Adam Smith  //  3/14/19  //  Daily Update


Minutes after Paul Manafort received his second federal sentence in less than two weeks, Manhattan D.A. Cy Vance added a sixteen-count state indictment into the mix. DOD announced that it would begin implementing President Trump’s transgender service ban, despite a number of pending challenges in the federal courts. The Sixth Circuit upheld Ohio’s decision to defund Planned Parenthood. California imposed a death-penalty moratorium. President Trump grounded the Boeing jet blamed for deadly crashes in Indonesia and Ethiopia.

 

PODCAST

On this week's episode of Versus Trump, Charlie, Easha, and Jason discuss a new lawsuit by Huawei against various Trump Administration officials, plus they delve into international extradition law and look at the case of the company's detained CFO. 

 

TRUMP: INVESTIGATIONS AND LITIGATION

A Manhattan grand jury indicted former Trump campaign chairman Paul Manafort on sixteen counts of mortgage and insurance fraud (NYT; WSJ).

  • The full text of the indictment is available here.
  • Such state-level charges could render Manafort “pardon-proof,” note Devlin Barrett and Matt Zapotosky at The Washington Post.

The indictment was announced shortly after a Washington, D.C., federal judge sentenced Manafort to 43 months for a raft of campaign-related offenses (WSJ).

 

CIVIL RIGHTS

The Supreme Court's decision in Masterpiece Cakeshop offers no warrant for rampant free exercise exceptionalism, in which the normal rules of constitutional law are suspended or inverted, writes Joshua Matz on this blog. 

The Pentagon announced that President Trump’s transgender military-service ban will take effect on April 12 (NYT).

  • Lawyers representing trans service-members in a challenge to the so-called Mattis policy filed for an emergency injunction (WaPo).

An en banc Sixth Circuit upheld Ohio’s decision to strip Planned Parenthood of its state funding (AP).

  • The opinion is available here.

 

DEMOCRACY

In the aftermath of an election riled by allegations of vote-tampering and voter suppression, Georgia Governor Brian Kemp is expected to sign a controversial overhaul of the state’s voting systems into law (AP).

  • All the more reason for Congress to enact a comprehensive voting-rights program, argues Sayu Bhojwani at The Hill.

 

JUSTICE & SAFETY

California Governor Gavin Newsom issued a moratorium on the state’s use of the death penalty, staying the executions of more than 700 people (NYT).

  • California may have sounded a death knell for capital punishment in the United States, writes the editorial board of The New York Times.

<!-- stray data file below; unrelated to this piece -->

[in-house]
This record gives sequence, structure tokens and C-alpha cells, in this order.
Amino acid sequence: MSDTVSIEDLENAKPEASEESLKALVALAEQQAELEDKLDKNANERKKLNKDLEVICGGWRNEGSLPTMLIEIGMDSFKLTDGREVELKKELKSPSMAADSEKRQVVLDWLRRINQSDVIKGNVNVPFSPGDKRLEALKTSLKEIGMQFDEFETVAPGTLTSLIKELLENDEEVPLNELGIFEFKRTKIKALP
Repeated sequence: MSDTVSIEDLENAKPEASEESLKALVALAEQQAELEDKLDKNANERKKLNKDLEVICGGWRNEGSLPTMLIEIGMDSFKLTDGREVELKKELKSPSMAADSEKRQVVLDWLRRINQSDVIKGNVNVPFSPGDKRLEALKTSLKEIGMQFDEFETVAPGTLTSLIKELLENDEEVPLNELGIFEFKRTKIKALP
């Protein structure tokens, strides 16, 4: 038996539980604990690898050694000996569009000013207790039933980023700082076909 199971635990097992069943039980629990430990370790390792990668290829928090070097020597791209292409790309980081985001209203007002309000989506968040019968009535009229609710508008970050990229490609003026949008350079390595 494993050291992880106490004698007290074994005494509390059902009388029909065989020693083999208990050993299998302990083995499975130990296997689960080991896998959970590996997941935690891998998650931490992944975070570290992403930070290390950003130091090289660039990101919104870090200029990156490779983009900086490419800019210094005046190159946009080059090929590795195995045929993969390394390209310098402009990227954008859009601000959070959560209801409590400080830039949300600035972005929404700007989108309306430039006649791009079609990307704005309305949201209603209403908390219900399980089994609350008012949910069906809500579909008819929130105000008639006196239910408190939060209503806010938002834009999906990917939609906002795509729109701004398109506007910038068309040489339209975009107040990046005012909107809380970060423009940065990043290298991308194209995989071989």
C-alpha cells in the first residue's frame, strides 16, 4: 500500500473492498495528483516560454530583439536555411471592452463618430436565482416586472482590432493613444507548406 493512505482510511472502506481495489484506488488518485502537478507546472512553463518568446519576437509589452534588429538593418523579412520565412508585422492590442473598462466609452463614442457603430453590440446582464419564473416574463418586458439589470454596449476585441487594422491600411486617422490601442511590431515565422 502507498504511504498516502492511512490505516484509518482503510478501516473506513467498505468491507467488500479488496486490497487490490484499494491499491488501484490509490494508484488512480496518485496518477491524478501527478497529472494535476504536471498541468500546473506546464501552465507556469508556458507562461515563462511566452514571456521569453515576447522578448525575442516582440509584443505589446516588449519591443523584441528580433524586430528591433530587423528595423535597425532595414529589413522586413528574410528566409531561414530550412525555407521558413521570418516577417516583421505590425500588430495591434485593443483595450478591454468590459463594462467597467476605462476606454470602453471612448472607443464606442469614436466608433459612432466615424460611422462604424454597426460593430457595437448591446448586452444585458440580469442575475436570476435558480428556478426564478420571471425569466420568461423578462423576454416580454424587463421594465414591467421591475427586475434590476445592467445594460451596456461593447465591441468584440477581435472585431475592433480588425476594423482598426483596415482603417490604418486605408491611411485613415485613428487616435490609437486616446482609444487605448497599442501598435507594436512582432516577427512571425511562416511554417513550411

• And Newsom’s decision would do Justice Harry Blackmun proud, contends Charlie Pierce at Esquire.

 

REGULATION

Following a spate of deadly crashes overseas, President Trump overruled the FAA and grounded the Boeing 737 Max 8 and 9 aircraft (WaPo; AP).

  • The President’s intervention spotlights DOT’s “lax” enforcement of federal air-travel regulations, writes Scott McCartney for The Wall Street Journal.

 


Daily Update | May 20, 2019

5/20/19  //  Daily Update

The federal government’s ban on spending federal funds on abortions means that Medicaid recipients cannot access abortion, creating a burden on women of color and women living in poverty. A new rule proposed by the Trump administration would prohibit families from obtaining subsidized housing if any family member is undocumented. The Fourth Circuit found that the Trump administration’s decision to rescind DACA was arbitrary and capricious – and therefore unlawful – because it was not adequately explained and the administration did not address the impact of this decision on DACA-recipients’ reliance interests. The White House has released a new tool to solicit information from people who believe that their social media posts have been censored by politically biased social media companies.

Karen Kadish

Columbia Law School

Daily Update | May 16, 2019

5/16/19  //  Daily Update

The Trump Administration’s forthcoming immigration plan will focused on increasing the educational and skills requirements for people who are allowed to migrate to the United States and would scale back family-based immigration. Loose regulation of government websites allows executive agencies to weaken policies the executive branch opposes, such as the Affordable Care Act, which has been censored at least 26 times on HHS websites. The Trump Administration will not sign an international pledge to combat extremist content online, potentially because of First Amendment concerns. A new report from Paul C. Light outlines the ways that the House has investigated presidents since World War II, and gives an analysis of how Congress can conduct a meaningful probe into Presidential actions.

Karen Kadish

Columbia Law School

Daily Update | May 15, 2019

5/15/19  //  Daily Update

The Alabama Senate approved a measure that would outlaw abortion at all stages of pregnancy except in cases where the mother’s life is at serious risk; it awaits signature by Governor Kay Ivey. A new law will impose financial burdens on individuals convicted of felonies that make it harder for them to vote in Florida, despite the passing of Florida’s ballot initiative to restore voting rights to felons. Action from the FCC has continued to increase tensions between the United States and China following a unanimous vote to block China Mobile, and threatening public statements from President Trump. Donald Trump Jr. has agreed that he will appear before the Senate Intelligence Committee behind closed doors, following a fight between Republican lawmakers. Florida Governor Ron DeSantis claimed he was not allowed to say which two Florida counties were hacked by Russians in the 2016 election.

Jacob Miller

Harvard Law School